Invasive Species Compendium

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Abstract

Local perceptions of ecosystem services and human-induced degradation of lake Ziway in the Rift Valley region of Ethiopia.

Abstract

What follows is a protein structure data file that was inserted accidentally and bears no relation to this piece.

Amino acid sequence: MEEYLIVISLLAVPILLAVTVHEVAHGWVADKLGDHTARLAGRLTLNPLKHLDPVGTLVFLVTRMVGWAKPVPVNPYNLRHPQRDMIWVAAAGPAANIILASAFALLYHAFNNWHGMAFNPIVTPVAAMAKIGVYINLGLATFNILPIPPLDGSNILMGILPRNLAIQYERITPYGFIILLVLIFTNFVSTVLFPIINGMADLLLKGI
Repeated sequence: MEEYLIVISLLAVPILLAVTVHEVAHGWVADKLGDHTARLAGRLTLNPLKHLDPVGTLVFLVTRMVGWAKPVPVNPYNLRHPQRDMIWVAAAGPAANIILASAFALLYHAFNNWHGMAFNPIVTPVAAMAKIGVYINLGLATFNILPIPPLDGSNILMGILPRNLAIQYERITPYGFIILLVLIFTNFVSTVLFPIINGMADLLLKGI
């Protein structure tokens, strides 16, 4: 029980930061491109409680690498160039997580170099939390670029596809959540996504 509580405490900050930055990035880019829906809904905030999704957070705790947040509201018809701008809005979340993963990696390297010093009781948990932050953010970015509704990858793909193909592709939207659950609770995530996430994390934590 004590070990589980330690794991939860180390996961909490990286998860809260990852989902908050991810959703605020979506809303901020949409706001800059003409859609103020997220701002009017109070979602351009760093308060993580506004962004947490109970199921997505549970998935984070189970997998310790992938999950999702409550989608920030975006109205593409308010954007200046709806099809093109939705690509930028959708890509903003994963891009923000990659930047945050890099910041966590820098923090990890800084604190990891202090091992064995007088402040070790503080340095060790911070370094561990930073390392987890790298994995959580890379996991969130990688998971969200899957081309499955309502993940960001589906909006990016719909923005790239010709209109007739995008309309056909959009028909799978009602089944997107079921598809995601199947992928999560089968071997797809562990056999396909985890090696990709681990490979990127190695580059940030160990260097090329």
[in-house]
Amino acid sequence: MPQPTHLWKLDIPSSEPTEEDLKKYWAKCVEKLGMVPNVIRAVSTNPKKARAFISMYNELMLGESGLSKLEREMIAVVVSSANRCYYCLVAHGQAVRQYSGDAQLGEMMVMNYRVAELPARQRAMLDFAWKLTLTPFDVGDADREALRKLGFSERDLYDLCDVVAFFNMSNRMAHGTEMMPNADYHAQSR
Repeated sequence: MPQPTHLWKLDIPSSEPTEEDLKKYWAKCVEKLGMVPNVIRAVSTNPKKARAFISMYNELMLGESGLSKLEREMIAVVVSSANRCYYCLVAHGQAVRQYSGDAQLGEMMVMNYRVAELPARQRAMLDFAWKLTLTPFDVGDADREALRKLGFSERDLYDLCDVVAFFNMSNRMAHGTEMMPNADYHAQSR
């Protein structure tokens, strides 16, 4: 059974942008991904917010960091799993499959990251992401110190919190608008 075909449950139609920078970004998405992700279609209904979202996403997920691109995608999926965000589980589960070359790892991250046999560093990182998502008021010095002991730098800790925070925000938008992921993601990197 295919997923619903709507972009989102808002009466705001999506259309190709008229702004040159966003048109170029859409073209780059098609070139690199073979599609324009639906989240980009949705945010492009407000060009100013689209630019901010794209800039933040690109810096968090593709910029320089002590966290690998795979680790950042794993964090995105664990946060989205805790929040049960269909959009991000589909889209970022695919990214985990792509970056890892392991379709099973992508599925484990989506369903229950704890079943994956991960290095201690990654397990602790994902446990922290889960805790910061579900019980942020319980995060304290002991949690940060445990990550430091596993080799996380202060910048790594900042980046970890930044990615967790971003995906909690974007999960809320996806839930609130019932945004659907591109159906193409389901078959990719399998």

Ecosystems supply beneficial contributions to people's quality of life and well-being. Freshwater lakes provide diverse consumptive and non-consumptive ecosystem services (ESs) to people. This study examined ecosystem goods and services that Lake Ziway in the Rift valley region of Ethiopia supply and identified the anthropogenic pressures that impact the lake and its services. The lake currently supports investment projects and livelihoods of the local communities. It contributes to the local and national economy from the export of cut flowers. The biggest commercial floriculture investment in the country is located on the shore of this lake, depending mainly on its water. Assessing the views and knowledge of local communities towards the contributions of ESs to human life, well-being, and livelihoods is important to protect and prolong the long-term benefits of ESs. A total of 41 experts, 137 households, and 20 discussants from two districts were selected for interviews and focus group discussions (FGDs). Pearson's Chi-square tests were used to test the association between dependent and independent variables. Multiple regression models were developed to examine the ESs of the lake and human impacts. The result showed that respondents prioritize the ESs of the lake as provisioning > supporting > cultural > regulating services. The Chi-square results revealed a strong association among ESs with respondents' type and residence locations. The multiple regression results revealed that respondents' types and residence locations were significant determinants in prioritizing the importance of ESs of Lake Ziway (p <.01). The degradation of Lake Ziway is increasing along with the increasing human population and increasing demands for provisioning services. The major anthropogenic activities are intensive water abstraction, pollution, overharvesting of resources, wetland conversion, and the introduction of invasive species. Such human activities are degrading the capacities of the lake ecosystem and its ecosystem service provisions. Our results indicate that understanding the links between these human pressures on Lake Ziway and its ES provisions is crucial for the sustainable management of the lake. The study could serve as a reference for decision-making for prioritizing the conservation measures needed towards ensuring the sustainable use of the various ecosystem services of the lake. Conservation interventions by involving local communities as major actors are needed to minimize human pressures and ensure the sustainability of the lake and its ESs.